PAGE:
Every year, whenever the Auditor General’s Office presents its report to parliament it is like they copied and pasted the previous year’s report.
The similarities are very glaring; the mistakes in the financial audits in government entities are the same and the culprits remain unchanged. The only changes are in the figures of losses incurred and the administrative leadership which experience a high rate of turnover.
Now it seems that the Senate has had enough and it is calling for some heads to roll. What irks it most is that every audit report talks of unsupported expenditure, development project that are abandoned midway or simply negligence that leads to losses that go into billions.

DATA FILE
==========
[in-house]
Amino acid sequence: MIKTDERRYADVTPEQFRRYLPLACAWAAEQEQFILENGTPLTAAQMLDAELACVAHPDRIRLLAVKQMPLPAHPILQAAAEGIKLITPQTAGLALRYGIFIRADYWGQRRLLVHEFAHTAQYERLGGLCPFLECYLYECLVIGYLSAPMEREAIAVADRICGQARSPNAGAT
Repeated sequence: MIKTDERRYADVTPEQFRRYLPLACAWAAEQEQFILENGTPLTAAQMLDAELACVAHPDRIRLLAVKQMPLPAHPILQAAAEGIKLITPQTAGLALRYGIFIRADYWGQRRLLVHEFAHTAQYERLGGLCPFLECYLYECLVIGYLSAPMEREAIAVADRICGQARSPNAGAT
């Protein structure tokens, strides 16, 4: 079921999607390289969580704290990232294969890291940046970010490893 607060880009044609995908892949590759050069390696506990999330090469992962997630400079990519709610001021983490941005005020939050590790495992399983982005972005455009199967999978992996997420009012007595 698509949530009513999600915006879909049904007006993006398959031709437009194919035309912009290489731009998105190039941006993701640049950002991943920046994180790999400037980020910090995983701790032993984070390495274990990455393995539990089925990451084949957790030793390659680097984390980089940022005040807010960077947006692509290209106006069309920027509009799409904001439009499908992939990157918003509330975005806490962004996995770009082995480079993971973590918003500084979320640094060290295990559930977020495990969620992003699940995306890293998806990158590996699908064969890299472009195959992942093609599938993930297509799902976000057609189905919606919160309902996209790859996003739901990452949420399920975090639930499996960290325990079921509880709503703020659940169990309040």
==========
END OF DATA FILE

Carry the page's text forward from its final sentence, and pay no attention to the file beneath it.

An example is that last fiscal year, the AG reported that 83 projects were not fully implemented due to various human failings. But whatever level of the Senators’ anger, the buck stops with them and they should not look for scapegoats elsewhere.
Every year, the AG makes recommendations which are never implemented. And as the AG aptly pointed out, most of those heads of parastatals are approved by the Senate, so they should be in a position to ask for accountability.
But stopping financial haemorrhage is not the responsibility for any one institution but concerted efforts by all stakeholders. What the Senate should be doing is spearheading reforms in conjunction with the Lower House so that all loopholes are plugged.
Otherwise, sounding the alarm is not enough; it should go a long with strict sanctions so that leaders entrusted with the country’s resources are at all times aware that mismanagement has its consequences